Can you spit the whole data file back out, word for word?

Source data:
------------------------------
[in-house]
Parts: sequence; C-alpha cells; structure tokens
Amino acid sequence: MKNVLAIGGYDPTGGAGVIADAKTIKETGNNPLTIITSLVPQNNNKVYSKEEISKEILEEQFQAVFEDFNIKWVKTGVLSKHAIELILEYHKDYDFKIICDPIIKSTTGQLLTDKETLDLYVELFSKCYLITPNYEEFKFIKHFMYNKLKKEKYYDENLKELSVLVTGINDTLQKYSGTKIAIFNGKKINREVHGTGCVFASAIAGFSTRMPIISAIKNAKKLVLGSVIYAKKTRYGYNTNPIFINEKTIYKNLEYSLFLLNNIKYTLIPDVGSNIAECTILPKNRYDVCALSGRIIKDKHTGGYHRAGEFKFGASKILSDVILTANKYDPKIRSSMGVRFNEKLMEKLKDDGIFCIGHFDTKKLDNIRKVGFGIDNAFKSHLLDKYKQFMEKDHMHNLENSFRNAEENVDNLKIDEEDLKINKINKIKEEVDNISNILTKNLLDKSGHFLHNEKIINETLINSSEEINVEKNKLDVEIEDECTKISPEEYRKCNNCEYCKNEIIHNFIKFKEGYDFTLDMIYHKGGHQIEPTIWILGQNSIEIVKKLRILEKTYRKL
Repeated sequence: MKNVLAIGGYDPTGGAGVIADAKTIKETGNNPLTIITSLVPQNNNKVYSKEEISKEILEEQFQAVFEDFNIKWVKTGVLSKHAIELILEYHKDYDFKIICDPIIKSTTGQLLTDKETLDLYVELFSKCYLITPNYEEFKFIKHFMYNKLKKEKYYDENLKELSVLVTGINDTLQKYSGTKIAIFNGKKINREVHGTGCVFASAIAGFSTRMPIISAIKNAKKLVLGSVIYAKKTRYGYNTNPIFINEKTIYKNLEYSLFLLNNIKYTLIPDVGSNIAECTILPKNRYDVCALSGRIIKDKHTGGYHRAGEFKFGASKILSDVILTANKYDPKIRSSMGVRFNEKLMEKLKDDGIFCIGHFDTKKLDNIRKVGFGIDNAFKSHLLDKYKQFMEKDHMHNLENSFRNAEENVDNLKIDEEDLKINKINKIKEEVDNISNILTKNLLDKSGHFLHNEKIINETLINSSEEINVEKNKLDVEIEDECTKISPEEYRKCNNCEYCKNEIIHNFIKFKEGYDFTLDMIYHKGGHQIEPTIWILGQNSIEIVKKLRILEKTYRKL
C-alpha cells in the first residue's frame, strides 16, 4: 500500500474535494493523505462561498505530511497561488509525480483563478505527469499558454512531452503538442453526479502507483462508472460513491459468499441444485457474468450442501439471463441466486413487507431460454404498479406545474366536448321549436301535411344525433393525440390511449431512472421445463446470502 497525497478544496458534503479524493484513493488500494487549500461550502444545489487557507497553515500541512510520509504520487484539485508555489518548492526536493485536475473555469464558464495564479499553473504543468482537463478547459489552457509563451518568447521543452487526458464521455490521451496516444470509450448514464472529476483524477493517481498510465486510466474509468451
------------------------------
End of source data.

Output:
[in-house]
Parts: sequence; C-alpha cells; structure tokens
Amino acid sequence: MKNVLAIGGYDPTGGAGVIADAKTIKETGNNPLTIITSLVPQNNNKVYSKEEISKEILEEQFQAVFEDFNIKWVKTGVLSKHAIELILEYHKDYDFKIICDPIIKSTTGQLLTDKETLDLYVELFSKCYLITPNYEEFKFIKHFMYNKLKKEKYYDENLKELSVLVTGINDTLQKYSGTKIAIFNGKKINREVHGTGCVFASAIAGFSTRMPIISAIKNAKKLVLGSVIYAKKTRYGYNTNPIFINEKTIYKNLEYSLFLLNNIKYTLIPDVGSNIAECTILPKNRYDVCALSGRIIKDKHTGGYHRAGEFKFGASKILSDVILTANKYDPKIRSSMGVRFNEKLMEKLKDDGIFCIGHFDTKKLDNIRKVGFGIDNAFKSHLLDKYKQFMEKDHMHNLENSFRNAEENVDNLKIDEEDLKINKINKIKEEVDNISNILTKNLLDKSGHFLHNEKIINETLINSSEEINVEKNKLDVEIEDECTKISPEEYRKCNNCEYCKNEIIHNFIKFKEGYDFTLDMIYHKGGHQIEPTIWILGQNSIEIVKKLRILEKTYRKL
Repeated sequence: MKNVLAIGGYDPTGGAGVIADAKTIKETGNNPLTIITSLVPQNNNKVYSKEEISKEILEEQFQAVFEDFNIKWVKTGVLSKHAIELILEYHKDYDFKIICDPIIKSTTGQLLTDKETLDLYVELFSKCYLITPNYEEFKFIKHFMYNKLKKEKYYDENLKELSVLVTGINDTLQKYSGTKIAIFNGKKINREVHGTGCVFASAIAGFSTRMPIISAIKNAKKLVLGSVIYAKKTRYGYNTNPIFINEKTIYKNLEYSLFLLNNIKYTLIPDVGSNIAECTILPKNRYDVCALSGRIIKDKHTGGYHRAGEFKFGASKILSDVILTANKYDPKIRSSMGVRFNEKLMEKLKDDGIFCIGHFDTKKLDNIRKVGFGIDNAFKSHLLDKYKQFMEKDHMHNLENSFRNAEENVDNLKIDEEDLKINKINKIKEEVDNISNILTKNLLDKSGHFLHNEKIINETLINSSEEINVEKNKLDVEIEDECTKISPEEYRKCNNCEYCKNEIIHNFIKFKEGYDFTLDMIYHKGGHQIEPTIWILGQNSIEIVKKLRILEKTYRKL
C-alpha cells in the first residue's frame, strides 16, 4: 500500500474535494493523505462561498505530511497561488509525480483563478505527469499558454512531452503538442453526479502507483462508472460513491459468499441444485457474468450442501439471463441466486413487507431460454404498479406545474366536448321549436301535411344525433393525440390511449431512472421445463446470502 497525497478544496458534503479524493484513493488500494487549500461550502444545489487557507497553515500541512510520509504520487484539485508555489518548492526536493485536475473555469464558464495564479499553473504543468482537463478547459489552457509563451518568447521543452487526458464521455490521451496516444470509450448514464472529476483524477493517481498510465486510466474509468451